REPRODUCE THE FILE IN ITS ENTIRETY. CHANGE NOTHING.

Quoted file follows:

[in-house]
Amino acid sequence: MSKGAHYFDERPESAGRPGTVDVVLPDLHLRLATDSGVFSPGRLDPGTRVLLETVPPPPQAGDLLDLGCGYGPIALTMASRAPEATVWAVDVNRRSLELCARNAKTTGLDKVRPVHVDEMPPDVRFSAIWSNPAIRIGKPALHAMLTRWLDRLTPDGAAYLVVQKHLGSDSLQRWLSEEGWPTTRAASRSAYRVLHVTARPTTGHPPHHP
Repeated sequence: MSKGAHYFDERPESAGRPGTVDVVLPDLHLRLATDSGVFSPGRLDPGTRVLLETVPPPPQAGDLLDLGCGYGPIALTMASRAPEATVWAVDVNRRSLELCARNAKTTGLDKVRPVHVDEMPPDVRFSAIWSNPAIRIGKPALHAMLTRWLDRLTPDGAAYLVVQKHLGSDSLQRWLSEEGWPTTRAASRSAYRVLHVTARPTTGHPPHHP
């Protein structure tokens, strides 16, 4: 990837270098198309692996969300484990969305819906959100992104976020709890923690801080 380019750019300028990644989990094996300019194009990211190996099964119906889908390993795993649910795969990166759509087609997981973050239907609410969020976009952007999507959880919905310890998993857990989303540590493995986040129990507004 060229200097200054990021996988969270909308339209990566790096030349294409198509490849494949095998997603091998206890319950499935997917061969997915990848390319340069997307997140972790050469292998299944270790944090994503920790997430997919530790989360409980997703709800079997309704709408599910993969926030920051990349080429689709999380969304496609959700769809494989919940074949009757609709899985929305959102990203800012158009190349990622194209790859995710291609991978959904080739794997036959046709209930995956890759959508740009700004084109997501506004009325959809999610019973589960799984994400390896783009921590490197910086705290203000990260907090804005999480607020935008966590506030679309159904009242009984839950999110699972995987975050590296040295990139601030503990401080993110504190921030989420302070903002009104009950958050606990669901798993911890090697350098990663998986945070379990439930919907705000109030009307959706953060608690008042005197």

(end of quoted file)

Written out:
[in-house]
Amino acid sequence: MSKGAHYFDERPESAGRPGTVDVVLPDLHLRLATDSGVFSPGRLDPGTRVLLETVPPPPQAGDLLDLGCGYGPIALTMASRAPEATVWAVDVNRRSLELCARNAKTTGLDKVRPVHVDEMPPDVRFSAIWSNPAIRIGKPALHAMLTRWLDRLTPDGAAYLVVQKHLGSDSLQRWLSEEGWPTTRAASRSAYRVLHVTARPTTGHPPHHP
Repeated sequence: MSKGAHYFDERPESAGRPGTVDVVLPDLHLRLATDSGVFSPGRLDPGTRVLLETVPPPPQAGDLLDLGCGYGPIALTMASRAPEATVWAVDVNRRSLELCARNAKTTGLDKVRPVHVDEMPPDVRFSAIWSNPAIRIGKPALHAMLTRWLDRLTPDGAAYLVVQKHLGSDSLQRWLSEEGWPTTRAASRSAYRVLHVTARPTTGHPPHHP
């Protein structure tokens, strides 16, 4: 990837270098198309692996969300484990969305819906959100992104976020709890923690801080 380019750019300028990644989990094996300019194009990211190996099964119906889908390993795993649910795969990166759509087609997981973050239907609410969020976009952007999507959880919905310890998993857990989303540590493995986040129990507004 060229200097200054990021996988969270909308339209990566790096030349294409198509490849494949095998997603091998206890319950499935997917061969997915990848390319340069997307997140972790050469292998299944270790944090994503920790997430997919530790989360409980997703709800079997309704709408599910993969926030920051990349080429689709999380969304496609959700769809494989919940074949009757609709899985929305959102990203800012158009190349990622194209790859995710291609991978959904080739794997036959046709209930995956890759959508740009700004084109997501506004009325959809999610019973589960799984994400390896783009921590490197910086705290203000990260907090804005999480607020935008966590506030679309159904009242009984839950999110699972995987975050590296040295990139601030503990401080993110504190921030989420302070903002009104009950958050606990669901798993911890090697350098990663998986945070379990439930919907705000109030009307959706953060608690008042005197």